Abyssic – High the Memory (Review)

abyssic - high the memoryThis is the second album from Norwegian symphonic death/doom band Abyssic.

Ever since listening to and loving the band’s debut album A Winter’s Tale that was released in 2016, I’ve been hungry for more Abyssic. Well, it’s finally here, and it’s a monster.

This album consists of five lengthy, epic tracks, with a full duration of 77 minutes. It’s colossal, orchestrally-fluent funeral death/doom, with some additional influences from progressive and black metal, (the latter being particularly noticeable on final cut Dreams Become Flesh). This is a decent starting point for Abyssic’s monolithic atmospheric approach.

Once again featuring orchestral flourishes from the talented André Aaslie, (Images at Twilight, Profane Burial), High the Memory swells and builds, ebbs and flows, and generally benefits greatly from his enhancements. Indeed, so entwined with the music are the symphonic aspects that to speak of Abyssic without them doesn’t really make much sense. When many bands use symphonic additions to their music they are just that, but with a few bands, (Abyssic being definitely one of them), these symphonic elements are such a firmly embedded part of the band’s core identity that it would be like removing any of the other instruments; it just wouldn’t be the same.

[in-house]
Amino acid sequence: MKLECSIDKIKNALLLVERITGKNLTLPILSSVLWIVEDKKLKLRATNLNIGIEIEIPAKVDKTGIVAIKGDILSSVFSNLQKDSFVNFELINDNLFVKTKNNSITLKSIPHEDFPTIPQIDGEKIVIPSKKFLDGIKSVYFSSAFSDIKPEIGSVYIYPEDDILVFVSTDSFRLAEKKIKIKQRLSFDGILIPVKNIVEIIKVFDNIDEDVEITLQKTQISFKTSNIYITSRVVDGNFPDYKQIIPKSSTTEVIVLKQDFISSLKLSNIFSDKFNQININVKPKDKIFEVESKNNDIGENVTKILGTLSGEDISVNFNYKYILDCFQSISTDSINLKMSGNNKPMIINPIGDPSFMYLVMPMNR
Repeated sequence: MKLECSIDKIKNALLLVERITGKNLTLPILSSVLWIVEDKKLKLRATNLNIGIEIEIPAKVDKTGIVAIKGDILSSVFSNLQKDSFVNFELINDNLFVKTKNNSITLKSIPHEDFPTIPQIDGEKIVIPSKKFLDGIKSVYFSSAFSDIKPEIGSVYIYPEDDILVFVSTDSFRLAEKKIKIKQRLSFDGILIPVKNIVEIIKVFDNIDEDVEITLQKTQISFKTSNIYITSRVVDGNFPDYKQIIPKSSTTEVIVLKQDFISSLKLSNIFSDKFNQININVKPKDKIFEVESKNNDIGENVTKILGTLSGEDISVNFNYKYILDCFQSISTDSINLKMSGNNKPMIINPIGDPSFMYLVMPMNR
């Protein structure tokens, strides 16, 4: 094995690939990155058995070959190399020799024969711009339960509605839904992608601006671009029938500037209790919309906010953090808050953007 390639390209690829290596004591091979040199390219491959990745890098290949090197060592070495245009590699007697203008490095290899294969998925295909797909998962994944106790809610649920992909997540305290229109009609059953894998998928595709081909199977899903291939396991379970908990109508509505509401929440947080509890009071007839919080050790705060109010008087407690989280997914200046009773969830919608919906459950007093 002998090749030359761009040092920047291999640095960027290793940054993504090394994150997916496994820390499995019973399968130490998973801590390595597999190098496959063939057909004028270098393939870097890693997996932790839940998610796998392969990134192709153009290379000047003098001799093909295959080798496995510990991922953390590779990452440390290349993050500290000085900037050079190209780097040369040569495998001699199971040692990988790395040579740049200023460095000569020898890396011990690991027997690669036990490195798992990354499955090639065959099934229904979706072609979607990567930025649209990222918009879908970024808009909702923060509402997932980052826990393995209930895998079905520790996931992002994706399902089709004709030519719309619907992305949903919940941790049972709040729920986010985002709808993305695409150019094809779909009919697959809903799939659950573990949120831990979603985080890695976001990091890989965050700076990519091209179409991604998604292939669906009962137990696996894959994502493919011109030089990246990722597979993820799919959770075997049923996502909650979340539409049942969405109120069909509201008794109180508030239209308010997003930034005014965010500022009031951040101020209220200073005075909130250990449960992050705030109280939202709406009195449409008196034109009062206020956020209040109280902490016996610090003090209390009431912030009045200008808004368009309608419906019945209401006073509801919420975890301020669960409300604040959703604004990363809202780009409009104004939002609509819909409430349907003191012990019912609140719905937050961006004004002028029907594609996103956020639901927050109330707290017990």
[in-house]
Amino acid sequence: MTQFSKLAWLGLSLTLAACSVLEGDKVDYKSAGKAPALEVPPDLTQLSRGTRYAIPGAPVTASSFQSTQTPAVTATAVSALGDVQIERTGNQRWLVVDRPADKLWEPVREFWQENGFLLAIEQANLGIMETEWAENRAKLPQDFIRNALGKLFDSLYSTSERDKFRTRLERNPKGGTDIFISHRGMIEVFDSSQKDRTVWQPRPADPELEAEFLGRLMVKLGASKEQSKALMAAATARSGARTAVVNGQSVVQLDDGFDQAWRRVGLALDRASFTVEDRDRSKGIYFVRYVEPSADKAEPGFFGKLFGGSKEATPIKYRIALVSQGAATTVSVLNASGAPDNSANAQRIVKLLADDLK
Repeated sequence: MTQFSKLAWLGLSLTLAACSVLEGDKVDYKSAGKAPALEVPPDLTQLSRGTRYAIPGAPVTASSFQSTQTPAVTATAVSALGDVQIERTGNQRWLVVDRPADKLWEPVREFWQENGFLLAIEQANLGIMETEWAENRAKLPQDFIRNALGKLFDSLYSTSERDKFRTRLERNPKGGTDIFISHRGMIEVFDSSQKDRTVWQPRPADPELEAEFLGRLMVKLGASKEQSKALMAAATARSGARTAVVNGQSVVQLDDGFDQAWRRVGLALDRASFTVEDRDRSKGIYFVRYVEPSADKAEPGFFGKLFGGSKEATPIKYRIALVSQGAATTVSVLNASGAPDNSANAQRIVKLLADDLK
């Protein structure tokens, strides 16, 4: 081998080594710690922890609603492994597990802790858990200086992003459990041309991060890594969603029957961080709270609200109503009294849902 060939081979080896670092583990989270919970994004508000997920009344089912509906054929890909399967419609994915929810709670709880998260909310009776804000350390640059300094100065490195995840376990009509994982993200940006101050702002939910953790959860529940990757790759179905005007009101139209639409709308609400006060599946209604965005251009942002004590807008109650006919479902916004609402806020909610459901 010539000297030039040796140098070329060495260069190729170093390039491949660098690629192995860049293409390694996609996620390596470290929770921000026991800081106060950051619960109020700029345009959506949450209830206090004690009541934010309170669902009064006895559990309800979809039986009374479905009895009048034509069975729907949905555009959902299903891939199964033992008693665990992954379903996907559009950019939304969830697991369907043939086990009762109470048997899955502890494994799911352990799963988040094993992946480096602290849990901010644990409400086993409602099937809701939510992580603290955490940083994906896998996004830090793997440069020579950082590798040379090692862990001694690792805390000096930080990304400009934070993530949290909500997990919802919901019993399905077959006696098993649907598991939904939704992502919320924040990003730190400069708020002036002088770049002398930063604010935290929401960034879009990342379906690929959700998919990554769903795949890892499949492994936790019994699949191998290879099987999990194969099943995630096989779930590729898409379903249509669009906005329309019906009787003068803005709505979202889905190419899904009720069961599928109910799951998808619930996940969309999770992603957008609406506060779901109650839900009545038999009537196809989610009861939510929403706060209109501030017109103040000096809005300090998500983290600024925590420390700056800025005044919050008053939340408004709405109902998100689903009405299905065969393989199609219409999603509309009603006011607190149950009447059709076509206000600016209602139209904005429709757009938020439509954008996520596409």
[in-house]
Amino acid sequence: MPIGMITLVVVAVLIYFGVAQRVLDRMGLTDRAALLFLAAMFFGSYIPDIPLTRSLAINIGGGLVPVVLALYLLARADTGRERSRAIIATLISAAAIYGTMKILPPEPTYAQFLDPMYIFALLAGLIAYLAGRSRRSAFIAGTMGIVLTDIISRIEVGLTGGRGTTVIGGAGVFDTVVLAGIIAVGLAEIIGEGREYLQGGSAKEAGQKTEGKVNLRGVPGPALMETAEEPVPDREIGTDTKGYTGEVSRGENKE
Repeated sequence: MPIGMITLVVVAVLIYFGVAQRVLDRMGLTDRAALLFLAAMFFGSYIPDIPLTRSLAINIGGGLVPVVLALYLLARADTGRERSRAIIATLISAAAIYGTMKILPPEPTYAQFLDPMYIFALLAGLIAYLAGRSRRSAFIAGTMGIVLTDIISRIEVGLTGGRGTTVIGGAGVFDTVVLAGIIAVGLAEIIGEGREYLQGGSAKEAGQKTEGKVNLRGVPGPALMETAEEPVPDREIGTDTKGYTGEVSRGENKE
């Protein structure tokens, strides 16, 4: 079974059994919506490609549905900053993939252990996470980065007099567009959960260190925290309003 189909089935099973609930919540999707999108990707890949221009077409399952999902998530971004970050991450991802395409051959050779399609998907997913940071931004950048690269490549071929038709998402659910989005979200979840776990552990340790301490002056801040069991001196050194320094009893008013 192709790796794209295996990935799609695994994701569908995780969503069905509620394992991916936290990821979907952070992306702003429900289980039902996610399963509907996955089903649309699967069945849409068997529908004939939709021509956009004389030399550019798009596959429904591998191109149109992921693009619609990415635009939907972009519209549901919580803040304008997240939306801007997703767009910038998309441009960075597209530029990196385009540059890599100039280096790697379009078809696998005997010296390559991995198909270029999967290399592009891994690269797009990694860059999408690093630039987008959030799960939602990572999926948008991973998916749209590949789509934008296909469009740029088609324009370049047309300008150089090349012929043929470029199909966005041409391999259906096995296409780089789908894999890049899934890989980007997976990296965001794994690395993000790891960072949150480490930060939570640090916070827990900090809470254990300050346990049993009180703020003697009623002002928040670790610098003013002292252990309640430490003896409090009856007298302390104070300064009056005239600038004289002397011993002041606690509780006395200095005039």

The songs are massive, in both scope and execution. They sound huge, and are filled with grandeur and dark intent. This is music with a geological sense of power, as if entire continents are grinding together to create new landscapes ripe for exploration and full of wonder. There’s nuance and subtlety here too though, and it’s clear that a lot of thought and care has gone into structuring and crafting these gargantuan tracks. This includes the small, delicate touches in the music, as well as the grand, sweeping arcs. It seems that everything has been carefully considered, and the songwriting skill of the band members is evident.

The end result is an album that’s incredibly compelling and absorbing, especially for one as long as this. The playing time seems to drip by at a suitably glacial pace, but it’s so engaging that you neither notice nor care. Abyssic have created an even more affecting, powerful, and enjoyable album than their debut, and High the Memory is an exemplar of cinematic doom.

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